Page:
He might not be primarily known as a slugger around Major League Baseball, but Shin-Soo Choo is the league’s new home run king among Asian-born players. And he took his crown in dramatic fashion.
The 35-year-old Korean passed former Yankees slugger Hideki Matsui of Japan with an extra-innings walk-off homer Saturday against the Royals, bringing his career long ball total to 176.
Shin-Soo Choo’s reaction to setting MLB’s Asian-born home record
Choo was fairly humble about the then-impending accomplishment before the game, telling the Fort Worth Star-Telegram that he’s only setting the record because he has played more seasons than Matsui. The former Yankee played in just 10 MLB seasons compared to Choo’s 14.
“I am not a home run hitter. I’ve just played in this league a long time. That’s not my focus,” he said. “[Matsui] only played ten years in the big leagues. If he had played longer, he would have more home runs than me. Somebody was going to break the record.”
After the homer, Choo was again deferential, saying he was only hoping to get on base and making hard contact.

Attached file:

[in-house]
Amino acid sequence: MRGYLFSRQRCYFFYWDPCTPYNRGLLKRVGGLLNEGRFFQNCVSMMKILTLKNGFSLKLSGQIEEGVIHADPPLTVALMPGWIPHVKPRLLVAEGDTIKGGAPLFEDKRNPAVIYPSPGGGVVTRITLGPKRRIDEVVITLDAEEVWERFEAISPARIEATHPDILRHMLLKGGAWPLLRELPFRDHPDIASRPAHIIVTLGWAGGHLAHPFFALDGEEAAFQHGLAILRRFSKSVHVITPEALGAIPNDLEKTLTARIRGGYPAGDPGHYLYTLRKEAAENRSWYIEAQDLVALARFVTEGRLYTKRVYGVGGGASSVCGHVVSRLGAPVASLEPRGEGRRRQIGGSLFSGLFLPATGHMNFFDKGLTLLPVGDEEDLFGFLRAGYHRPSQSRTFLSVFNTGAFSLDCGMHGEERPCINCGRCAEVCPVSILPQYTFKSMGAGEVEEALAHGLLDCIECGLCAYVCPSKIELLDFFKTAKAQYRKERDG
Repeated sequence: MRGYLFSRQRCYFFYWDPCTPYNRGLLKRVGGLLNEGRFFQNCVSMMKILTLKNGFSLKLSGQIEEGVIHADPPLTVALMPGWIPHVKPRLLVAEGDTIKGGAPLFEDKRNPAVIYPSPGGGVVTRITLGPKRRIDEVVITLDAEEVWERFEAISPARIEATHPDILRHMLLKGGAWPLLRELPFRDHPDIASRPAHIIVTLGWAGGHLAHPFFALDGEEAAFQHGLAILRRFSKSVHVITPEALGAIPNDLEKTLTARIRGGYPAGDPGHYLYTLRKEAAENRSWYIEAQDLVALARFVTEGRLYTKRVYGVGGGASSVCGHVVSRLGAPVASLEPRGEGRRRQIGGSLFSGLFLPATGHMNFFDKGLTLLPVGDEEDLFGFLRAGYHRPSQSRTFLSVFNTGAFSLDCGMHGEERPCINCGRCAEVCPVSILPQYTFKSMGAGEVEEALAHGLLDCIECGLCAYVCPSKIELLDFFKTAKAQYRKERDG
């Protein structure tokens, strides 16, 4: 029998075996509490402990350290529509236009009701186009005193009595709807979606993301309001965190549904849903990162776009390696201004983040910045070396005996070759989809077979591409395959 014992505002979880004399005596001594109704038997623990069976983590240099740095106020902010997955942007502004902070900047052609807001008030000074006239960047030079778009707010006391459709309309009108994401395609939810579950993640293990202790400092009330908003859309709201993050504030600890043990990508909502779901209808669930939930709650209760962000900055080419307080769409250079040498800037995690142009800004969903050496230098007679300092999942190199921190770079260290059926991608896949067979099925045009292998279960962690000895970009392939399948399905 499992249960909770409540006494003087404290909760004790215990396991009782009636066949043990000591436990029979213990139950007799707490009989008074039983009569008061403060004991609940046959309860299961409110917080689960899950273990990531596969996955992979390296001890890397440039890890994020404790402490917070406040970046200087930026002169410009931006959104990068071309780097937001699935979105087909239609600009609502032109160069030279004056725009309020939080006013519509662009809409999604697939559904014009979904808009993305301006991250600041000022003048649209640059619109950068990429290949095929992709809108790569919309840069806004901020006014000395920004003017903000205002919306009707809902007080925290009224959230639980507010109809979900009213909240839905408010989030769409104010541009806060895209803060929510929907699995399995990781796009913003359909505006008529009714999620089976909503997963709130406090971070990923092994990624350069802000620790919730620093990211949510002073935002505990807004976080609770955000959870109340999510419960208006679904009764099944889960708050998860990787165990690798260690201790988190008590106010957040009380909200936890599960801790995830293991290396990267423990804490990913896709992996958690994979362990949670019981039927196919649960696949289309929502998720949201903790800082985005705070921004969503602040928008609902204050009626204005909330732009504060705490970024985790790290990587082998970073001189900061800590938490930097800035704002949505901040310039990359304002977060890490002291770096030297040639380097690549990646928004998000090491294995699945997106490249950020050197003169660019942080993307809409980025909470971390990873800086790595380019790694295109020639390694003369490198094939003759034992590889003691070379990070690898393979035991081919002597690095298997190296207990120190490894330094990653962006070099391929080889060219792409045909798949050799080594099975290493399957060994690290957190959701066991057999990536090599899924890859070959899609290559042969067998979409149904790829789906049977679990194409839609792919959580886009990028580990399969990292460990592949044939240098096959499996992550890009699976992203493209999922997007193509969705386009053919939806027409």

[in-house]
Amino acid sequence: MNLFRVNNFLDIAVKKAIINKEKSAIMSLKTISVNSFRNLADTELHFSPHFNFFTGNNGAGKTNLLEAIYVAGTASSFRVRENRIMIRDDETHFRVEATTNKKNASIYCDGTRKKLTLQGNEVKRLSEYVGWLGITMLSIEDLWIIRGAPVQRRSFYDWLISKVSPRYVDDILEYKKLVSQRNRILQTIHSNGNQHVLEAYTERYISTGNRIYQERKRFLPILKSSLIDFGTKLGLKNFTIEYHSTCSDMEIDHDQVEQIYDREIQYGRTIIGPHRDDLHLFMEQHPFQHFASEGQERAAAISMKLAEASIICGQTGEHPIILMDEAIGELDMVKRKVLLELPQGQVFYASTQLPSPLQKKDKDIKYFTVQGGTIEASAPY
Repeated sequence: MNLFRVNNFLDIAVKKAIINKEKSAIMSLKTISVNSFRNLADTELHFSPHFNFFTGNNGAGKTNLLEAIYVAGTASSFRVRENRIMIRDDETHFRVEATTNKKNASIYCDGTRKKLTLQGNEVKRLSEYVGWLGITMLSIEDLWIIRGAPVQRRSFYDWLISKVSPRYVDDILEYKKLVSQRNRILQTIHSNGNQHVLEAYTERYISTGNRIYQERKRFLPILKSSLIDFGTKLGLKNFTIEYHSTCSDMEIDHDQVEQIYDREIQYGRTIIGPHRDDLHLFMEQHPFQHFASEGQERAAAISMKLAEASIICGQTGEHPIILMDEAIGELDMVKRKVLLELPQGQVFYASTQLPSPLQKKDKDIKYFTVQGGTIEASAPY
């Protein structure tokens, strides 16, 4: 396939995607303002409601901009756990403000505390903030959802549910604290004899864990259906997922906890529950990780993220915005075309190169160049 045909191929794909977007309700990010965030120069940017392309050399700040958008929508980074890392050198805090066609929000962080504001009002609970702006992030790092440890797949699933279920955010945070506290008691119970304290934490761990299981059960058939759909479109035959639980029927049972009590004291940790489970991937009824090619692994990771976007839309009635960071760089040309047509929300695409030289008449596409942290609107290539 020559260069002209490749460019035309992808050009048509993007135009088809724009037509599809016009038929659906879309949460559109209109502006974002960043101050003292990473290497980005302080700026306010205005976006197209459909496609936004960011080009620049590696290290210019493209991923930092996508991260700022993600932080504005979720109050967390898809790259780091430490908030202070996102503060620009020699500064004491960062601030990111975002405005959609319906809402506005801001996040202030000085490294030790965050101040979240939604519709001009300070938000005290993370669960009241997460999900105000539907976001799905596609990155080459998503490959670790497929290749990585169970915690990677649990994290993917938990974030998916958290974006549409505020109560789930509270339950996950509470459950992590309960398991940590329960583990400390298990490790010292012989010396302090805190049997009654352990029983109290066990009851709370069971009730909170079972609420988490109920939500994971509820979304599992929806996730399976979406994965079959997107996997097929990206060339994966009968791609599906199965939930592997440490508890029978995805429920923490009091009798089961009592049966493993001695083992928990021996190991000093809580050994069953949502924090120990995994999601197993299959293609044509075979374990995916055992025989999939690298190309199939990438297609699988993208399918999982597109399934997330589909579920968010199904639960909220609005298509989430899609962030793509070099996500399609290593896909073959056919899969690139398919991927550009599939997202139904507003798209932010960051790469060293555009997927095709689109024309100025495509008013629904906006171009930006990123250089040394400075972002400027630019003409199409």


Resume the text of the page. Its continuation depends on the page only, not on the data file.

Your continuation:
— Texas Rangers (@Rangers) May 26, 2018
Shin-Soo Choo’s history as MLB hitter
What’s remarkable about Choo taking the home run crown is that he’s really not known as a big home run producer. In 14 career MLB seasons, Choo has never hit more than 25 home runs in a single season and has a career .447 slugging percentage, which is good, but not true slugger territory. Instead, Choo got the record thanks to his longevity, and that’s thanks to his elite ability to get on-base. Since 2010, Choo ranks 15th in MLB in on-base percentage with a .375 mark.
All-time MLB home run leaders among Asian-born players
- Shin-Soo Choo, South Korea, 176
- Hideki Matsui, Japan, 175
- Ichiro Suzuki, Japan, 117
- Kenji Johjima, Japan, 48
- Tadahito Iguchi, Japan, 44
Choo and Matsui obviously lead the list, followed by the greatest Asian hitter ever (but also noted singles hitter) Ichiro Suzuki. From there, it gets a little limited since MLB really hasn’t seen many successful Asian-born hitters, so there could be even more change coming beyond Choo.
While he hasn’t played in MLB since 2016 after visa issues due to legal troubles, including a sexual assault accusation, the 31-year-old Jung-ho Kang is already at 36 through just two seasons and trying to make his way back to an MLB field.
And, just saying, Shohei Ohtani is at six homers through two months of his MLB career.
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